I was listening to all sorts of music, from Bach to the Beatles. The radio was the main source of music entertainment back then and it is still free like today. Radio gave us a lot of pop music and some of my favorite radio shows then were those on Sunday mornings. Other than that, vinyl records are the only other media but it is expensive even then. So only priced performances and recordings are selectively bought.

I do not know if classical works were aired on the radio then, as I never came across any. Besides, I am not one to surf channels looking for music. I either stick to one or a few channels only.

But listening was good for me as I began to connect the sounds I hear to what I am learning on the piano. I began by remembering the melody of a song and finding the notes on the piano to play it back. It was also the only way to learn new songs, as song sheets or song books containing the latest music is not readily available.

I was very young and did not realize that I was putting myself through some ear training by doing that. It was just a necessity at that time to do what I did.

The Very Early Years

I was 8 years old when my grandmother asked if I wanted a piano for my birthday. Wow, my own piano! Typical of kids at that age, I was interested in everything and eagerly said yes. So, my dad drove the entire family down town to go hunt for a piano. Once the piano was secured, a piano teacher was found for me and music lessons began.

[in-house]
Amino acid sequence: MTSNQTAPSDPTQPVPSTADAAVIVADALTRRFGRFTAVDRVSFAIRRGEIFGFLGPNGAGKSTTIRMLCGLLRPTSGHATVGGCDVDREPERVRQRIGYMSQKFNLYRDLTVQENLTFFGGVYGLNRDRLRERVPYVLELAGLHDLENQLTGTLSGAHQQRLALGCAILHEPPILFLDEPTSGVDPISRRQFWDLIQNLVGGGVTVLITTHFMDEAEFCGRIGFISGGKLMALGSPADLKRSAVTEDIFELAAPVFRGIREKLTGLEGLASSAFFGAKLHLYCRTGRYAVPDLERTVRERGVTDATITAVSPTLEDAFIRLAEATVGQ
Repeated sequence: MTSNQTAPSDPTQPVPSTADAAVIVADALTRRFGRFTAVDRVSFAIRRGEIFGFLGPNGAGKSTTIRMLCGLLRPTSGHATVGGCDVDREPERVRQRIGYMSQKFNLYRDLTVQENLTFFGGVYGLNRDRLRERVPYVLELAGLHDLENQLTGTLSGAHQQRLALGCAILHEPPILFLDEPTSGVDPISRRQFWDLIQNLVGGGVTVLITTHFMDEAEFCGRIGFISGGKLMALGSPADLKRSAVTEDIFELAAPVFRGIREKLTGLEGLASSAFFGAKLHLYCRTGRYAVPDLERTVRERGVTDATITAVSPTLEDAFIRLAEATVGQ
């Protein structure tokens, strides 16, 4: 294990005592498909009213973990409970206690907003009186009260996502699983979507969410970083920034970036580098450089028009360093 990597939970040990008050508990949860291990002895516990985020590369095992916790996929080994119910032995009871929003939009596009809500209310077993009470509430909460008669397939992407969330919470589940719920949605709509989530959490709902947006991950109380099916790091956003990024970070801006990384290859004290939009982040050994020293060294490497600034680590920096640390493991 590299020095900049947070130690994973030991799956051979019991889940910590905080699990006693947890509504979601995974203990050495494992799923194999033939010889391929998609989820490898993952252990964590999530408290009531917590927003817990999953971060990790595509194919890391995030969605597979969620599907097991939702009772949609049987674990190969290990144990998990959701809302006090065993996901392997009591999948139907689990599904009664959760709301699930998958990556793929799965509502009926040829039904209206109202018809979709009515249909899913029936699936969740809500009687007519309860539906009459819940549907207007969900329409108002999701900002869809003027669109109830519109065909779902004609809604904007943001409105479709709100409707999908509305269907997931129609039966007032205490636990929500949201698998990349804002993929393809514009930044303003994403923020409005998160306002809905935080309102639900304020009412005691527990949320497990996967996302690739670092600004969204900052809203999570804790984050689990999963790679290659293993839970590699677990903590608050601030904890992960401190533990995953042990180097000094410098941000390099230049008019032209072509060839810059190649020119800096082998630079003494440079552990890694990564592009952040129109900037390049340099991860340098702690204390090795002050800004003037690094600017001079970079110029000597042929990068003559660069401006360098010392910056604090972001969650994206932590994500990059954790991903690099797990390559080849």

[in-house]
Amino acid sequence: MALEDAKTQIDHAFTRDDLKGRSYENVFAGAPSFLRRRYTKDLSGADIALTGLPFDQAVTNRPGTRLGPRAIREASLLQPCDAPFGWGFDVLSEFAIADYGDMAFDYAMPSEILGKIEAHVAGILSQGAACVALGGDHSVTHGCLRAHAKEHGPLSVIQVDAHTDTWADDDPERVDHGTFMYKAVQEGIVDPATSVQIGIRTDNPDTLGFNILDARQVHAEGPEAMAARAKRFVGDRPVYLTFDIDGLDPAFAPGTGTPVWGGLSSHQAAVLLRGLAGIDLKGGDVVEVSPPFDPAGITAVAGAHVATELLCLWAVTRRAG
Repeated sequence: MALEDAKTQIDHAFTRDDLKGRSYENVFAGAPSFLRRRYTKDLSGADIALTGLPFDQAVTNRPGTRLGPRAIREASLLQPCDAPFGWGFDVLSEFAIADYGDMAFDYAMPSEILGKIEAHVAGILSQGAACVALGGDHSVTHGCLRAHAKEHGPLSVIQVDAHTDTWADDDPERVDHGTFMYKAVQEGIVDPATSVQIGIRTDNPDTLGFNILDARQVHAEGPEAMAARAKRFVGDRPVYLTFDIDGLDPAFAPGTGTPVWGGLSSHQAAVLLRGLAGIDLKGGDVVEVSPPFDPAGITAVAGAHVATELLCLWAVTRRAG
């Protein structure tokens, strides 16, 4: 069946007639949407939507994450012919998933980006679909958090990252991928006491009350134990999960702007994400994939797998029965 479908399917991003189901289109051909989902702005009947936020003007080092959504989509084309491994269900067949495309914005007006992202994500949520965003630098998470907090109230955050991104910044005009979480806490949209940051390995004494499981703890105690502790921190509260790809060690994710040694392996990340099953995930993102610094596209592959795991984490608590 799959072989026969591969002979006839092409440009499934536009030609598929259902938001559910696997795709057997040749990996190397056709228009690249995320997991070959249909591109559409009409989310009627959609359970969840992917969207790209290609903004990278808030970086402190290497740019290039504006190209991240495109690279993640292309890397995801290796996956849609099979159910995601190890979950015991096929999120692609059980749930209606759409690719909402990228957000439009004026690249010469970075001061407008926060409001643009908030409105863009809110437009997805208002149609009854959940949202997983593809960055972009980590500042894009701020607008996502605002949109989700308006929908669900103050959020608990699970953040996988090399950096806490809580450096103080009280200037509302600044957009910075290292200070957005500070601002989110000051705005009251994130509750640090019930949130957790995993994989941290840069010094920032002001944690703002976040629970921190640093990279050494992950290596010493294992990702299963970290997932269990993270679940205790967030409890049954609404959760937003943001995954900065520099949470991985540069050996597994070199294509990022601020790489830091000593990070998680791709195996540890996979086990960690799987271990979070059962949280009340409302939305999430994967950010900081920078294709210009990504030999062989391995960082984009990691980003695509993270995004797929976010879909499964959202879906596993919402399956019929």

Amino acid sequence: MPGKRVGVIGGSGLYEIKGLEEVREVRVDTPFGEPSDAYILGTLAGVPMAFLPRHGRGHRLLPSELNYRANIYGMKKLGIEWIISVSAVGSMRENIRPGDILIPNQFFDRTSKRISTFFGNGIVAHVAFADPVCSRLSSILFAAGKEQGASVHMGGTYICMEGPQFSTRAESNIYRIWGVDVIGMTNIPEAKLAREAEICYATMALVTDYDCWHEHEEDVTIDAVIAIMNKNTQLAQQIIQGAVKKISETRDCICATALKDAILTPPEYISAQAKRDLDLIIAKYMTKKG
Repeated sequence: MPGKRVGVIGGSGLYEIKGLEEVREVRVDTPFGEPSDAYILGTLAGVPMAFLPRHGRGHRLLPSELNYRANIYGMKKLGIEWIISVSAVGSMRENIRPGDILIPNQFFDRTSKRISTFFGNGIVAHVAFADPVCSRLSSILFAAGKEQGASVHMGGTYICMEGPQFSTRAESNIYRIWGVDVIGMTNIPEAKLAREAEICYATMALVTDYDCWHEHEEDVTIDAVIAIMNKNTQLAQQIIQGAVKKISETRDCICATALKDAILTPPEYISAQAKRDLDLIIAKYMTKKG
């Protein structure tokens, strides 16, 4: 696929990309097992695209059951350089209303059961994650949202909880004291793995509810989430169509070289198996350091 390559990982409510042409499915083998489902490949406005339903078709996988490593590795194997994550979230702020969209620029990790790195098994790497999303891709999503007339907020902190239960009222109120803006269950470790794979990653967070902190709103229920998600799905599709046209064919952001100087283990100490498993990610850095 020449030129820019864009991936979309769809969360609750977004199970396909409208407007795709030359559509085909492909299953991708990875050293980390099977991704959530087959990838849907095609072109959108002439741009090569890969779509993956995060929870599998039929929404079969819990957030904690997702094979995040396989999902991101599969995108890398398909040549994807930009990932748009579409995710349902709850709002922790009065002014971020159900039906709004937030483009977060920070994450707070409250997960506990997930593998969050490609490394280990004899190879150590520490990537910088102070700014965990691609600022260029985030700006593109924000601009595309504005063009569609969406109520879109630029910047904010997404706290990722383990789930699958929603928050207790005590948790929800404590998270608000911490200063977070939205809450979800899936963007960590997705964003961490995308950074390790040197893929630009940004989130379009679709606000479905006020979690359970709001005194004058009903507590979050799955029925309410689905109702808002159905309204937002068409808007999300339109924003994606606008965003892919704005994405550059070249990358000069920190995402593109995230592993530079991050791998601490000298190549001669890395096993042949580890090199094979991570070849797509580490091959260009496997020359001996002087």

I was all excited about learning how to make music. I looked forward to my music lesson each week. Though I was learning music formally, the language of music and learning how to play an instrument is not easy. There is much to do to play a simple piece of music well. We have to have steady tempo, controlled finger pressure on the piano keys, good rhythm, proper phrasings, etc. It means that our musical mind has to work to bring all these together for the piece to sound decent. In my mind, there was a lot to do to play a song correctly.

While I was learning music, I was also listening to a lot of music. Listening to music is where it has helped me most at that age. There has always been a lot of music around the house and in the family car. My parents love music and they listen to music quite a lot. Every time we have to head out in the car, either my dad or I would select an 8-track cartridge cassette to listen to in the car. 8-track cartridge? What’s that you ask? Well, it was the most popular media at that time where music is recorded on a quarter inch tape housed inside a chunky plastic cartridge. It is really archaic compared to the small MP3 players that can store hundreds of songs these days.